UFC 166: Tim Boetsch Believes it’s “Kind of Do or Die Time” After Consecutive Losses
By Kelsey Mowatt
This time last year, Tim Boetsch wasn’t far removed from wins over established middleweights Hector Lombard and Yushin Okami, and as a result, “The Barbarian” was poised to enter the title shot mix. Unfortunately for the 32 year-old, however, his rise up the middleweight ranks came to a halt due to back-to-losses to Costa Philippou and Mark Munoz. Now, not only is Boetsch eager to demonstrate at UFC 166 that he’s still a top ten 185’er, but he knows a third straight loss can be dangerous for any fighter’s UFC tenure.
“The Munoz fight comes along and sure enough a very similar thing happens, I kind of go in the tank,” Boetsch said recently on Full Contact Fighter Radio, while discussing his loss to Munoz and what’s riding on his October 19th bout with CB Dollaway (13-4). “I didn’t have an injury that fight, but I think any fighter who’s been in sport for any kind of time, understands what going in the tank is all about. You’re just not doing the things you’re trained to do. For some reason you can’t get out of that funk. Mark was able to take advantage of that…I was very disappointed in that fight as well.”
“This is kind of do or die time for me,” Boetsch furthered. “I’ve never had two losses in a row; certainly don’t want to make it three…fighters with three losses in a row in the UFC often times don’t hang around very long. So, just for the sake of job security, I’ve got to be sure to win this fight.”
Boetsch (16-6) has been been down a similar road before as a light-heavyweight, as following a loss to Jason Brilz in 2009, he was let go by the UFC. The AMC Pankration fighter proceeded to win three straight fights on the regional circuit, before returning to the Octagon in 2010.
“Being a guy who’s been cut and battled his way back, I really understand my last shot,” said Boetsch. “I definitely have to take advantage of it. I’m training really hard, really focused, and I know what I need to do on fight night.”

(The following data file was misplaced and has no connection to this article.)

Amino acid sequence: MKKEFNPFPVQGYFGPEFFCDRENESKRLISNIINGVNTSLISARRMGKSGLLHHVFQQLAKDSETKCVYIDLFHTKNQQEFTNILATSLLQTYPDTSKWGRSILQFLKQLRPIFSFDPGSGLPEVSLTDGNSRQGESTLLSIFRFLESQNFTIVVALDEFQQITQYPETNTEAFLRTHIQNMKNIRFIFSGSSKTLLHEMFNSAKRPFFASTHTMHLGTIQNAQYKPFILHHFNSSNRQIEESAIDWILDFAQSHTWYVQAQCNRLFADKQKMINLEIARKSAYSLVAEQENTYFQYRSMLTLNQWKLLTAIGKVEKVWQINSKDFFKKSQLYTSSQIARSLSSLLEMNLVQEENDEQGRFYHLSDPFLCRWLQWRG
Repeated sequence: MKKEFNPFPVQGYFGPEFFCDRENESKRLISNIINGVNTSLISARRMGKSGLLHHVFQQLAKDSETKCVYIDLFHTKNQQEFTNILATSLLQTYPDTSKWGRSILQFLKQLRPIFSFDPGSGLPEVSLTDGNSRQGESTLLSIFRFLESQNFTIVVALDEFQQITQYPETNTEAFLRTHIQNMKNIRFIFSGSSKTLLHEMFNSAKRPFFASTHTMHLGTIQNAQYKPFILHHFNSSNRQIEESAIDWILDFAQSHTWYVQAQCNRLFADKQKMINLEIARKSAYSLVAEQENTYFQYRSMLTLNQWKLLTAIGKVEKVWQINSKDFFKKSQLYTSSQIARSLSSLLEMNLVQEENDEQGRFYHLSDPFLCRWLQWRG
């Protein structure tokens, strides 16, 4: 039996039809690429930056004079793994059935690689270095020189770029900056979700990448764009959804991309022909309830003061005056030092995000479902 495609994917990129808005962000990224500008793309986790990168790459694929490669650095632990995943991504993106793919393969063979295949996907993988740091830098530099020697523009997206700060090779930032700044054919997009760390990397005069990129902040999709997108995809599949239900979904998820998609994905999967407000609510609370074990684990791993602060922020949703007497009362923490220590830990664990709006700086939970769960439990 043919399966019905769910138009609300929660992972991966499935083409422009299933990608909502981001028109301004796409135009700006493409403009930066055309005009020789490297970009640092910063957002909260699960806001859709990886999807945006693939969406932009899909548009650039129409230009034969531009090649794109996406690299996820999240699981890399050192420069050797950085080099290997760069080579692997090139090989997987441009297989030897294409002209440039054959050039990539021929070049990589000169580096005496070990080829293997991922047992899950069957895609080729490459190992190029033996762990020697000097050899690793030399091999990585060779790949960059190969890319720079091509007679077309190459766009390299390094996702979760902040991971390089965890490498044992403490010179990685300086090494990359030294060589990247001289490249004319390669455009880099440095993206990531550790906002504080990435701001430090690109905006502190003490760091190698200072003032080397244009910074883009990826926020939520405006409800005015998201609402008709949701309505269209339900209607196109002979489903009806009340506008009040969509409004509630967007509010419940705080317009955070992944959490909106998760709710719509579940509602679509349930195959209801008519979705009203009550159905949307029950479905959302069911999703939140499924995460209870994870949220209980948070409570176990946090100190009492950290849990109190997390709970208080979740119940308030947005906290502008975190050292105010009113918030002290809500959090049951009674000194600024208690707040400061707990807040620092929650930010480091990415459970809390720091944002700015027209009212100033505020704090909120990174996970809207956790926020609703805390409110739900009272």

“If everything comes together the way we’ve planned, then I’ll definitely be getting my hand raised at the end of the fight.”
Originally, Boetsch was scheduled to fight former Strikeforce champ Luke Rockhold at the event, but the latter was forced to withdraw due to a knee injury. Stylistically, there are some significant differences between the two, as Rockhold is more widely known for his striking skills, while much of Dollaway’s success has stemmed from his wrestling.
“For me it’s just a matter of getting the timing right,” said Boetsch, when asked if one fighter’s approach matches up with his abilities better than the others. “Getting the techniques down and like you said, tweaking it a little bit. Obviously they’re two different fights, and only a couple of weeks notice on CB. So preparing for a wrestler, and like you said, he’s got some sneaky submissions that he tries to get in there every once and a while.”
“He’s still pretty rangy; he’s going to be taller than I am,” the 5’11 tall Boetsch added about the 6’2 Dolloway, who’s coming off wins over Jason Miller and Daniel Sarafian. “Not quite as rangy as Luke Rockhold, and I don’t think he knows how to use his range as good as Rockhold, but that is something that will transfer from our training for Luke.”
UFC 166 will be hosted by Houston’s Toyota Center, and will feature heavyweight champion Cain Velasquez fighting Junior dos Santos for a third time in the main event.